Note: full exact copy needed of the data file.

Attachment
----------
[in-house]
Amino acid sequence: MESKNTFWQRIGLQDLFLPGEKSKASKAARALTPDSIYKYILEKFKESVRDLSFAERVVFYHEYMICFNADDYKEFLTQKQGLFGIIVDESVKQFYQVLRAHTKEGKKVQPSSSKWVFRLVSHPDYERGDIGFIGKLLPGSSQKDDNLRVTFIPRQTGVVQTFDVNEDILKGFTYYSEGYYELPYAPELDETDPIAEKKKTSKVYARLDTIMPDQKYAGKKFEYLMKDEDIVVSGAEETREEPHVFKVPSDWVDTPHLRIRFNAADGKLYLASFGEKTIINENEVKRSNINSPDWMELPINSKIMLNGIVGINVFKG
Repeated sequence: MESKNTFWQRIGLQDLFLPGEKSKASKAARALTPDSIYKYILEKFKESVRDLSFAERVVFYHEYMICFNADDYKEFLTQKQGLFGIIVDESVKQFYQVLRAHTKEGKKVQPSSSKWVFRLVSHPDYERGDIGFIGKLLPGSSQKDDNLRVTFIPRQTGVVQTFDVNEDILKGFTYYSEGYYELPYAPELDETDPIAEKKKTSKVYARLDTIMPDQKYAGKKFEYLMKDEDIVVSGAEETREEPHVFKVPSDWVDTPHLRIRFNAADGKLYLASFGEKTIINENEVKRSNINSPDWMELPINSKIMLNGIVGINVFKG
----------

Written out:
[in-house]
Amino acid sequence: MESKNTFWQRIGLQDLFLPGEKSKASKAARALTPDSIYKYILEKFKESVRDLSFAERVVFYHEYMICFNADDYKEFLTQKQGLFGIIVDESVKQFYQVLRAHTKEGKKVQPSSSKWVFRLVSHPDYERGDIGFIGKLLPGSSQKDDNLRVTFIPRQTGVVQTFDVNEDILKGFTYYSEGYYELPYAPELDETDPIAEKKKTSKVYARLDTIMPDQKYAGKKFEYLMKDEDIVVSGAEETREEPHVFKVPSDWVDTPHLRIRFNAADGKLYLASFGEKTIINENEVKRSNINSPDWMELPINSKIMLNGIVGINVFKG
Repeated sequence: MESKNTFWQRIGLQDLFLPGEKSKASKAARALTPDSIYKYILEKFKESVRDLSFAERVVFYHEYMICFNADDYKEFLTQKQGLFGIIVDESVKQFYQVLRAHTKEGKKVQPSSSKWVFRLVSHPDYERGDIGFIGKLLPGSSQKDDNLRVTFIPRQTGVVQTFDVNEDILKGFTYYSEGYYELPYAPELDETDPIAEKKKTSKVYARLDTIMPDQKYAGKKFEYLMKDEDIVVSGAEETREEPHVFKVPSDWVDTPHLRIRFNAADGKLYLASFGEKTIINENEVKRSNINSPDWMELPINSKIMLNGIVGINVFKG